INTRODUCTION: Lipid-based drug delivery systems (LBDDS) are the most promising technique to formulate the poorly water soluble drugs. Nanotechnology strongly influences the therapeutic performance of hydrophobic drugs and has become an essential approach in drug delivery research. Self-nanoemulsifying drug delivery systems (SNEDDS) are a vital strategy that combines benefits of LBDDS and nanotechnology. SNEDDS are now preferred to improve the formulation of drugs with poor aqueous solubility. Areas covered: The review in its first part shortly describes the LBDDS, nanoemulsions and clarifies the ambiguity between nanoemulsions and microemulsions. In the second part, the review discusses SNEDDS and elaborates on the current developments and modifications in this area without discussing their associated preparation techniques and excipient properties. Expert opinion: SNEDDS have exhibit the potential to increase the bioavailability of poorly water soluble drugs. The stability of SNEDDS is further increased by solidification. Controlled release and supersaturation can be achieved, and are associated with increased patient compliance and improved drug loads, respectively. Presence of biodegradable ingredients and ease of large-scale manufacturing combined with a lot of 'drug-targeting opportunities' give SNEDDS a clear distinction and prominence over other solubility enhancement techniques.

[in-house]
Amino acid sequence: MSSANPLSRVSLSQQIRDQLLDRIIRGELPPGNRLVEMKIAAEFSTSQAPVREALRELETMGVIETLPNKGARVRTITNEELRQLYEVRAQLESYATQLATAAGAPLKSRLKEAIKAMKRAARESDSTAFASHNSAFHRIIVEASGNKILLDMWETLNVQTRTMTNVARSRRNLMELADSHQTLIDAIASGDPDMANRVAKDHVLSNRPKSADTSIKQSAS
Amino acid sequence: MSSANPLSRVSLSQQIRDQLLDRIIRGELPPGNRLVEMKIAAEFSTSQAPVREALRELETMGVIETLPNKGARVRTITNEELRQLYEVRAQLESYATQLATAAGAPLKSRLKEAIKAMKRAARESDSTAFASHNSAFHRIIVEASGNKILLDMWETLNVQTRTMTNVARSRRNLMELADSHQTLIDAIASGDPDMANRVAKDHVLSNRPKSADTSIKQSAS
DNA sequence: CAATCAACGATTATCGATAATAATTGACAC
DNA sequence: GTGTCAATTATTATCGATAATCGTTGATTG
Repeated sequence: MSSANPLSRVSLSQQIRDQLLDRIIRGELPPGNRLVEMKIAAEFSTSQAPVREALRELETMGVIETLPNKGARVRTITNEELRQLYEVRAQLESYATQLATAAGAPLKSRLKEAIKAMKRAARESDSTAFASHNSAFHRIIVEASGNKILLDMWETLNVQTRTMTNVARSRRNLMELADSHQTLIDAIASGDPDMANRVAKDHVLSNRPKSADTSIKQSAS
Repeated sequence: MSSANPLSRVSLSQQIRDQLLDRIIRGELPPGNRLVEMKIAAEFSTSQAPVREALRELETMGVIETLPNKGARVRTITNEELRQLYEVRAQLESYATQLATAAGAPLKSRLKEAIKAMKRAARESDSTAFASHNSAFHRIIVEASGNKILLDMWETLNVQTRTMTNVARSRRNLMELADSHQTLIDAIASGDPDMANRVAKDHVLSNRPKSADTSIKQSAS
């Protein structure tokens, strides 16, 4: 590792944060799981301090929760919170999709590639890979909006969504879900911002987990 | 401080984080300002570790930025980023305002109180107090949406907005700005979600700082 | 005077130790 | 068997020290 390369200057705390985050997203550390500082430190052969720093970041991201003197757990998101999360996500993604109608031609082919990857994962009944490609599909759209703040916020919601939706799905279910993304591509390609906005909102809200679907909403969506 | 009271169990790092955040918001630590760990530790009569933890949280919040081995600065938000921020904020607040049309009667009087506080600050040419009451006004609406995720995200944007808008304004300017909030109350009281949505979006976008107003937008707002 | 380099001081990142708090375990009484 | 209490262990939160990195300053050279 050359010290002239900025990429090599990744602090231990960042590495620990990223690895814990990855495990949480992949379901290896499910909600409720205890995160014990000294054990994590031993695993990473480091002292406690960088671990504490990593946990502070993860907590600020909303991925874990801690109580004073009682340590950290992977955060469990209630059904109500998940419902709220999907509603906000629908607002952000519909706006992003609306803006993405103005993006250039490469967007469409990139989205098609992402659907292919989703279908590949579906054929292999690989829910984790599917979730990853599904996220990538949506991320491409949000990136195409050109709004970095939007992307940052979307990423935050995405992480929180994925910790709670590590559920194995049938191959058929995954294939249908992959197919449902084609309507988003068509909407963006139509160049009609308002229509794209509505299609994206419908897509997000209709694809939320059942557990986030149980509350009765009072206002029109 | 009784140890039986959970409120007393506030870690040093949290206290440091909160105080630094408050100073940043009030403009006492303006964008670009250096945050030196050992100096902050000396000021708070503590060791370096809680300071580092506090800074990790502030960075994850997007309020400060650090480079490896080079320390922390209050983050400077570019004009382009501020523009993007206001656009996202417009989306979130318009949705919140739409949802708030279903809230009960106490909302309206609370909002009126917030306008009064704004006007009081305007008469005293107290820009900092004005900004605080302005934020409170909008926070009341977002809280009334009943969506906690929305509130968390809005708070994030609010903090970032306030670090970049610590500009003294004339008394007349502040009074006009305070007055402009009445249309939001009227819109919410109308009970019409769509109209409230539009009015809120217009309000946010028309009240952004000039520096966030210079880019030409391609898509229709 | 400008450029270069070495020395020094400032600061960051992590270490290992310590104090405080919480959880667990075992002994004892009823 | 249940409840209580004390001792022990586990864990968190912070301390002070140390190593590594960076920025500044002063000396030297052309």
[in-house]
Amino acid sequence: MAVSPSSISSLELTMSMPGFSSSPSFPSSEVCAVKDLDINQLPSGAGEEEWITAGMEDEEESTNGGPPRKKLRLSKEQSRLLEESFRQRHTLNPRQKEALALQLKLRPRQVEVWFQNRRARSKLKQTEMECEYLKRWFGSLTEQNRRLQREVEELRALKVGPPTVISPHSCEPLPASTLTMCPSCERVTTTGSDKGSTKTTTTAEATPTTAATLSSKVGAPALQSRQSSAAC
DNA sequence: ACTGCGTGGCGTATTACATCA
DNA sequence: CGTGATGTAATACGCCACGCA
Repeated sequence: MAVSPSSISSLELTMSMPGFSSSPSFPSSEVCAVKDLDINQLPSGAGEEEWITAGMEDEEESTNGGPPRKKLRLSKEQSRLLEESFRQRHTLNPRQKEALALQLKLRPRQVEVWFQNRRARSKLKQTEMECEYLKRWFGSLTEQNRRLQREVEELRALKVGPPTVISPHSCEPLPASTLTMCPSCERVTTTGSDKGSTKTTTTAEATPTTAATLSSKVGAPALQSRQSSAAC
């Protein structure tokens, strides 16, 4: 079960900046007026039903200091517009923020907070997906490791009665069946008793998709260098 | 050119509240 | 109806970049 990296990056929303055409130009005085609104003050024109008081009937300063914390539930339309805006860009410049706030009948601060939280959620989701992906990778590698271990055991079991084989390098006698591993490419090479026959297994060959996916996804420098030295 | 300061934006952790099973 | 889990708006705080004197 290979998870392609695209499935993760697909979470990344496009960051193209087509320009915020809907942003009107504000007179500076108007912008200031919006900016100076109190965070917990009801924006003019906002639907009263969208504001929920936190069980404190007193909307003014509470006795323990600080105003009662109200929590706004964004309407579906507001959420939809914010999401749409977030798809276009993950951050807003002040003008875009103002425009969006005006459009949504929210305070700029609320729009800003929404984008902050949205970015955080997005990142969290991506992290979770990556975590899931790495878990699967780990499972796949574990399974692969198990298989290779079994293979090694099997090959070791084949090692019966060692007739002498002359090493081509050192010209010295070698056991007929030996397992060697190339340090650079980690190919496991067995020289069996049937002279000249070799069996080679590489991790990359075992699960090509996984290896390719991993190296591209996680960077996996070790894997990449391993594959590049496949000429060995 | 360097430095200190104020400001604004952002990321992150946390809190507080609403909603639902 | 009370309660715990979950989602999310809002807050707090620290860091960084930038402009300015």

* Title and MeSH Headings from MEDLINE®/PubMed®, a database of the U.S. National Library of Medicine.